But for many other people, it could be a great option. My suggestion is to find a great plan, and stick to it through thick and thin. Shifting strategies tends to be a bad idea overall. But diversifying, rebalancing and keeping costs low pays off nicely in the end.

  15. Chris D says:

    Hi Andrew,

    I know this is a very basic question, but can you briefly explain on what basis you pay the tax rates mentioned above? Is that because your holdings are in a US brokerage and you are a non-resident, non-US citizen?

    • Hi Chris,

      I can't see tax rates mentioned on this post, but if you're asking, you must have read it somewhere. I am a Canadian non resident, living in Singapore. I don't pay capital gains taxes on equity investments because I'm free from Canadian taxes and Singapore doesn't have a capital gains tax on equities. I do, however, pay a witholding tax on my dividends. I'm not sure if that clarifies your question. If not, feel free to shoot me another question.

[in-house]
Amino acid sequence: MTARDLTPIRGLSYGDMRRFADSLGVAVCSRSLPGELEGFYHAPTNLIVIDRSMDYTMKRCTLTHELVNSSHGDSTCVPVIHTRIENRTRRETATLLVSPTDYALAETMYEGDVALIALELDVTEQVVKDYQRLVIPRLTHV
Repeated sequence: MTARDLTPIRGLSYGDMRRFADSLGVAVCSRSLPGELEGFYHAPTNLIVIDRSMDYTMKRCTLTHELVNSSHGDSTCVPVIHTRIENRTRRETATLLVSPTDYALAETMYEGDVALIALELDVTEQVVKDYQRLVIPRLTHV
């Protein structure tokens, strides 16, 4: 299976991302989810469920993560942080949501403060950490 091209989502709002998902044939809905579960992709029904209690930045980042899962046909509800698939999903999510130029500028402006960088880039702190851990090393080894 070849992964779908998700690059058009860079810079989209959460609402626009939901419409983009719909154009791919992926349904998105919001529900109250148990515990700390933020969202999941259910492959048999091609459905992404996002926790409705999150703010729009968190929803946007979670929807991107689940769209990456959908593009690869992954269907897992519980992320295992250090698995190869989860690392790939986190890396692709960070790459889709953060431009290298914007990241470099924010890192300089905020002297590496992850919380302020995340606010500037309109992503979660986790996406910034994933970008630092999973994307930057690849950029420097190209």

Cheers,

      Andrew

      • Chris D says:

        You answered my question exactly, although I obviously did not word it very well.

        Basically, as a Canadian non-resident (like myself) you are not subject to investment taxes by the Canadian government. The 30% dividend withholding and no capital gains tax are due to Singapore's regulation.

        Now, one final refinement to clarify my thoughts: you have stated that your investments are held in a Singaporean DBS Vickers account, and I assume you are also a legal Singaporean resident. If you had the same status, but your investments were held in a US brokerage, how would that affect your investment taxes?

        My guess is that you would be subject to dividend, interest and capital gains taxes per US non-resident regulations. You may or may not need to declare your overseas assets when filing your taxes in Singapore, but even if you did you wouldn't be subject to double taxation by Singaporean authorities. (I figure there is probably a tax-treaty between the US and Singapore.)

        I'm sorry if this seems a strange line of questioning – I am trying to extract from your situation a reasonable parallel to my own, as a Canadian citizen resident of China. As a new investor, I'm trying to determine where I should open a brokerage account and how it would affect me tax wise. (US? Luxembourg? Singapore? Hong Kong? etc.)